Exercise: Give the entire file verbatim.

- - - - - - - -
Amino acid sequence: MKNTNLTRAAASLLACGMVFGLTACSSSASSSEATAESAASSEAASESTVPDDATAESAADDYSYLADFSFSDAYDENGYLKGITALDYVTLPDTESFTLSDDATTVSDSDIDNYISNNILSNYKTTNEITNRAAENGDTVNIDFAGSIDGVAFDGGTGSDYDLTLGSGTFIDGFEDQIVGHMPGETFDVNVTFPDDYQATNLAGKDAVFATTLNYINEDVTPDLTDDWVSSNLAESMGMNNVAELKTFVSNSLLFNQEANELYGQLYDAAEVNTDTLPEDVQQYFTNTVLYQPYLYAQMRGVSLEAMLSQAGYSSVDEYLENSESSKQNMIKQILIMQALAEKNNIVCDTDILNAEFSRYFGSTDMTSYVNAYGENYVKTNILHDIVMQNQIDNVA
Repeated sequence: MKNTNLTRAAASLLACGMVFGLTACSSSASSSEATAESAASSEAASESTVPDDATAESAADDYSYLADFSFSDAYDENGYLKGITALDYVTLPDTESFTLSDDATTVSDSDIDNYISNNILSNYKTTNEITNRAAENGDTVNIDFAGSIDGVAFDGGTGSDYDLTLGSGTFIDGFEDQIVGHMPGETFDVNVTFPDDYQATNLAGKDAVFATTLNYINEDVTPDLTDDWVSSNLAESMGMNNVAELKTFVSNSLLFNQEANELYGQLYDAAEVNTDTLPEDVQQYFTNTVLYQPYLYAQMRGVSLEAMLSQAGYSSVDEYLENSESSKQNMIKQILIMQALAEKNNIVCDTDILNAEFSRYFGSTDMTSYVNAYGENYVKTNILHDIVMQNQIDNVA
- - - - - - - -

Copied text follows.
Amino acid sequence: MKNTNLTRAAASLLACGMVFGLTACSSSASSSEATAESAASSEAASESTVPDDATAESAADDYSYLADFSFSDAYDENGYLKGITALDYVTLPDTESFTLSDDATTVSDSDIDNYISNNILSNYKTTNEITNRAAENGDTVNIDFAGSIDGVAFDGGTGSDYDLTLGSGTFIDGFEDQIVGHMPGETFDVNVTFPDDYQATNLAGKDAVFATTLNYINEDVTPDLTDDWVSSNLAESMGMNNVAELKTFVSNSLLFNQEANELYGQLYDAAEVNTDTLPEDVQQYFTNTVLYQPYLYAQMRGVSLEAMLSQAGYSSVDEYLENSESSKQNMIKQILIMQALAEKNNIVCDTDILNAEFSRYFGSTDMTSYVNAYGENYVKTNILHDIVMQNQIDNVA
Repeated sequence: MKNTNLTRAAASLLACGMVFGLTACSSSASSSEATAESAASSEAASESTVPDDATAESAADDYSYLADFSFSDAYDENGYLKGITALDYVTLPDTESFTLSDDATTVSDSDIDNYISNNILSNYKTTNEITNRAAENGDTVNIDFAGSIDGVAFDGGTGSDYDLTLGSGTFIDGFEDQIVGHMPGETFDVNVTFPDDYQATNLAGKDAVFATTLNYINEDVTPDLTDDWVSSNLAESMGMNNVAELKTFVSNSLLFNQEANELYGQLYDAAEVNTDTLPEDVQQYFTNTVLYQPYLYAQMRGVSLEAMLSQAGYSSVDEYLENSESSKQNMIKQILIMQALAEKNNIVCDTDILNAEFSRYFGSTDMTSYVNAYGENYVKTNILHDIVMQNQIDNVA